“And when it comes to the Middle East, one man’s [obscenity deleted] is another man’s truth.”

Woe to us that a journalist thinks this way. Of course, this is very similar to the older version that one man’s terrorist is another man’s freedom fighter.

Recently, I heard that latter one from the Danish ambassador to the Council of Europe who said that Hamas and Hizballah were like the Danish resistance in World War Two. I replied, among other things, that I don’t remember the Danish or other World War Two European resistance movements bombing German kindergartens and glorying in getting Danish civilians killed as human shields.

I also don’t think that the Danes and other European resistance movements were attempting to commit genocide on the Germans. I do believe it was the other way around.

(PS: More Danes fought in the German army than in the Resistance, and that was true of other countries as well. Forgive me for remembering who was the main victim of terrorism and “freedom fighter” terrorists then and today. But I digress)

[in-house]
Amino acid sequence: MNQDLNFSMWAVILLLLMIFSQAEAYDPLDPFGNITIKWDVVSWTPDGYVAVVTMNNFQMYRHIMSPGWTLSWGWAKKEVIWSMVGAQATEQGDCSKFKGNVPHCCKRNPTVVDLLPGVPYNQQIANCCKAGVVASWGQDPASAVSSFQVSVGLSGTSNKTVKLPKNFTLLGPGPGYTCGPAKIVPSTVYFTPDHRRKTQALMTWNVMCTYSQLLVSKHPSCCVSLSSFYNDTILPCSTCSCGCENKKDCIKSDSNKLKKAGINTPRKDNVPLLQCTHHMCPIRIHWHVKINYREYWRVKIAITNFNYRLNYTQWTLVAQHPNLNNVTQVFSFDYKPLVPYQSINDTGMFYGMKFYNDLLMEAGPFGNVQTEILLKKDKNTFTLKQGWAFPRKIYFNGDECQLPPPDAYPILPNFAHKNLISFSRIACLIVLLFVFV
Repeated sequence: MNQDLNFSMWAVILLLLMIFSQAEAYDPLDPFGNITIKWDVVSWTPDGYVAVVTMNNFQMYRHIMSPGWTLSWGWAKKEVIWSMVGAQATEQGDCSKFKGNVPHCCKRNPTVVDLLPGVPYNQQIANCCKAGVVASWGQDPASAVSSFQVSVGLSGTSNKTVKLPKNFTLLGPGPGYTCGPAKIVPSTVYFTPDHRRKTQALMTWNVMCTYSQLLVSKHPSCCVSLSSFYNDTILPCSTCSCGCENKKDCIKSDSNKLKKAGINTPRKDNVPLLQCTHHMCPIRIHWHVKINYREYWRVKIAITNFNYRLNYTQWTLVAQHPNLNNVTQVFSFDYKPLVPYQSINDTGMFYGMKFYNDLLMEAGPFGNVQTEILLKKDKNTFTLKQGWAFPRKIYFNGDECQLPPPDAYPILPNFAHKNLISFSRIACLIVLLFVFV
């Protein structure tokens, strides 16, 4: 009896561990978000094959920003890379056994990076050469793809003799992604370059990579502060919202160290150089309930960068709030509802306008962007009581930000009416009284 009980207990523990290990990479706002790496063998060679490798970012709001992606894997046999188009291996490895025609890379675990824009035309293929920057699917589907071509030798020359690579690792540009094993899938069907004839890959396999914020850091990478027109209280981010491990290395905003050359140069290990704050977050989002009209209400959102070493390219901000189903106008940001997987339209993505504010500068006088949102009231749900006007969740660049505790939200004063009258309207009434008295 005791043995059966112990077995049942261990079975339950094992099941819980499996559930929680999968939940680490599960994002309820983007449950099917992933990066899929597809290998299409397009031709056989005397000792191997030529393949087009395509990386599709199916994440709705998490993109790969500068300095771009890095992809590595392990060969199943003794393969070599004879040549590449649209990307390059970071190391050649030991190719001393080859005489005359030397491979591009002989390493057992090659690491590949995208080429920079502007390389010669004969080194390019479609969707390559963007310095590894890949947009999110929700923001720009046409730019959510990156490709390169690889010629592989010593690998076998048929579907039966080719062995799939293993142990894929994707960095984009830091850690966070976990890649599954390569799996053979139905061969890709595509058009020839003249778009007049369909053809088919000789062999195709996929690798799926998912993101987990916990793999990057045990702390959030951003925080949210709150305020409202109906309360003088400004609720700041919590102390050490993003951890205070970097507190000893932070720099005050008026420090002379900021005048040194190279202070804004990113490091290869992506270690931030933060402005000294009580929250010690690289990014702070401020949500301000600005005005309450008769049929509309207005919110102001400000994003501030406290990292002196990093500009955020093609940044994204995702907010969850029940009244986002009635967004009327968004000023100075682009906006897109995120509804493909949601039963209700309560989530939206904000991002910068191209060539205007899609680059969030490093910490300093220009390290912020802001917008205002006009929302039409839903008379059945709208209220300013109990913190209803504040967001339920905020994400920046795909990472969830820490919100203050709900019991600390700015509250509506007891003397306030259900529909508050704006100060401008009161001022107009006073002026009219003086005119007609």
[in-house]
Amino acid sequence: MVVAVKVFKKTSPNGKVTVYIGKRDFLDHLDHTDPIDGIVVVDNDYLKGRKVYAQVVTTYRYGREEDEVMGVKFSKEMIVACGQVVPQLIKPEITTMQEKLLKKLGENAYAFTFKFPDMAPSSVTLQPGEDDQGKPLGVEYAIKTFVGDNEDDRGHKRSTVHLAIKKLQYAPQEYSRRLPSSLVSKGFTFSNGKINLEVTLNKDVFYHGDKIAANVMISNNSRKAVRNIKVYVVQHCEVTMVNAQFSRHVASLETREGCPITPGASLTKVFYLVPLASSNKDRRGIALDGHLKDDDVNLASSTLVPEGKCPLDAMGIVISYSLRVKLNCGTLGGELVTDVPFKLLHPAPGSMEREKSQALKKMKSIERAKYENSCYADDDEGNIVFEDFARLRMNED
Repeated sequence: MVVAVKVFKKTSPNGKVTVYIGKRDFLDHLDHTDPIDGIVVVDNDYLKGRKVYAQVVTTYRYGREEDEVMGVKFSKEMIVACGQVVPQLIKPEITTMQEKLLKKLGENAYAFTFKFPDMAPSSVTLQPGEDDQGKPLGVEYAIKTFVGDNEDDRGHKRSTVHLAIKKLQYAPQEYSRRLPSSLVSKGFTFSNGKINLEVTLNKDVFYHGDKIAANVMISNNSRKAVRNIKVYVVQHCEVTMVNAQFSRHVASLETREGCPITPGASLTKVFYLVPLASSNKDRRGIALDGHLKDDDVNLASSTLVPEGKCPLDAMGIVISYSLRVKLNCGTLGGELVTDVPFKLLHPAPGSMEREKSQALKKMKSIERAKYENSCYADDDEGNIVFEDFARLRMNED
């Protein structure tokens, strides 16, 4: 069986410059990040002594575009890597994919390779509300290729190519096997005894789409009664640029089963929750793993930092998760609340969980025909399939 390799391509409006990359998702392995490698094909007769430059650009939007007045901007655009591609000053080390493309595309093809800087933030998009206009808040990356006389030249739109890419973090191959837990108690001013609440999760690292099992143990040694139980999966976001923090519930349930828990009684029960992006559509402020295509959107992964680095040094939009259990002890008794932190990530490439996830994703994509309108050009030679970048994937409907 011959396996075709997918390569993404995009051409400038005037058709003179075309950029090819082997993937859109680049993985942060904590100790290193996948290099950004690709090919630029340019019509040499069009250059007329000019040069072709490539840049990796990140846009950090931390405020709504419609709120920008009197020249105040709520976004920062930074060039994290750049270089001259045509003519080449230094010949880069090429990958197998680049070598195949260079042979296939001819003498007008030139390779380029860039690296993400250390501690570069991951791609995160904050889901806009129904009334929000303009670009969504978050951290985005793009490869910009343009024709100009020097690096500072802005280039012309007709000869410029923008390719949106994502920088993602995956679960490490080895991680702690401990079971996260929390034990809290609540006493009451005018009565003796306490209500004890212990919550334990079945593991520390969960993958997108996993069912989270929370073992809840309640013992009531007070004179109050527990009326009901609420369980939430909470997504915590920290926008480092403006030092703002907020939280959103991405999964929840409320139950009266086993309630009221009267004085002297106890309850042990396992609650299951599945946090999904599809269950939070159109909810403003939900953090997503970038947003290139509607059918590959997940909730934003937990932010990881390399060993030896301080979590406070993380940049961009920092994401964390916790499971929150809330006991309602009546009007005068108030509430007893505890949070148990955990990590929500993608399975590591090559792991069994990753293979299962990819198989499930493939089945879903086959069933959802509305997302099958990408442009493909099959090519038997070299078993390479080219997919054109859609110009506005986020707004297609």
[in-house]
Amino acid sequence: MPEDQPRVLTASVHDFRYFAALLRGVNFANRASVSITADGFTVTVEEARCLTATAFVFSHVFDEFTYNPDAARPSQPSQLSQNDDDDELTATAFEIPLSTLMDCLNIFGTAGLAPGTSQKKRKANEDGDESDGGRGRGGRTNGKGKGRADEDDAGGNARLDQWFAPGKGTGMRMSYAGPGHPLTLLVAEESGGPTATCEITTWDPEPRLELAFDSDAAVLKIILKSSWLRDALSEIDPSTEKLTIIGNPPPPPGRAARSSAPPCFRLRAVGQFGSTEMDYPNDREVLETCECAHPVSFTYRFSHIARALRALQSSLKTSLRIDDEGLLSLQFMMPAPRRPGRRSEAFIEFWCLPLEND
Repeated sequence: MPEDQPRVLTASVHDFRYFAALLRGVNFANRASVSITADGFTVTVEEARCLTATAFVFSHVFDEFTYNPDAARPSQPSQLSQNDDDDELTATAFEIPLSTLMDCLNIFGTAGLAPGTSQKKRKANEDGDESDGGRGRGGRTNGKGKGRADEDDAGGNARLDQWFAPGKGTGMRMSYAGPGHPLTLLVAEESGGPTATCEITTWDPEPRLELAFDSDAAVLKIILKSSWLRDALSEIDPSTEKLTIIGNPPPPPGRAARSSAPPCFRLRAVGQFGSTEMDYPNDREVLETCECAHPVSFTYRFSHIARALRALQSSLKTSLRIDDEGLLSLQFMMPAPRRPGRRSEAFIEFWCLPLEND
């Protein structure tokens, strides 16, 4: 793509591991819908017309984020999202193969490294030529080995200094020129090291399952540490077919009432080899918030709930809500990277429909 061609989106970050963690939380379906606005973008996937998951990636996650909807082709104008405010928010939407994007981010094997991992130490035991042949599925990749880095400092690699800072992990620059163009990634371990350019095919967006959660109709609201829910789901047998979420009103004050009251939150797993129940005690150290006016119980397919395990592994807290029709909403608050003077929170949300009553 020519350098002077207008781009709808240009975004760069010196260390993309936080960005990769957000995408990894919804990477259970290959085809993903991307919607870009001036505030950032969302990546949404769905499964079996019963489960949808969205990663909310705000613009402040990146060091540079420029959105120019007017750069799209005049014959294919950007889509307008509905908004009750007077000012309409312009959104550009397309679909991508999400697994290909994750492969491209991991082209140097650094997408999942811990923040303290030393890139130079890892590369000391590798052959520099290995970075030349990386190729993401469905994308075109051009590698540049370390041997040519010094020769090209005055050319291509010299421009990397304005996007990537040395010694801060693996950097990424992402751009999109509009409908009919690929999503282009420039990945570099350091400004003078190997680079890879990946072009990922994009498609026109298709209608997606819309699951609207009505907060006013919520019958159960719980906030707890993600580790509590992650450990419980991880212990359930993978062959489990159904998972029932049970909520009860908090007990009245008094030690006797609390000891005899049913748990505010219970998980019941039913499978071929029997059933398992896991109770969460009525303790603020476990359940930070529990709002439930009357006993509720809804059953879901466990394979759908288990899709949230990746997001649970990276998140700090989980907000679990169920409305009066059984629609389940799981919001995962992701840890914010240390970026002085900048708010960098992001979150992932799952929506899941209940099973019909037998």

That a European country—and one of the more astute ones, to make matters worse–is represented by someone like that says something pretty sad about the state of the world today.

and finishes with a hilarious (to me at least) thought experiment:

UN Reporting Civilian Casualties: Sri Lanka vs. Gaza

I have posted before on the dramatic difference between media coverage of Israeli actions against Palestinians (and the attendant civilian casualties) and that of other conflicts, as, for example of the US in Afganistan. Now we have a case where a UN official protested a “civilian bloodbath” and the Sri Lankan government called his superior on the carpet for insulting the government in their legitimate pursuit of Tamil Tigers.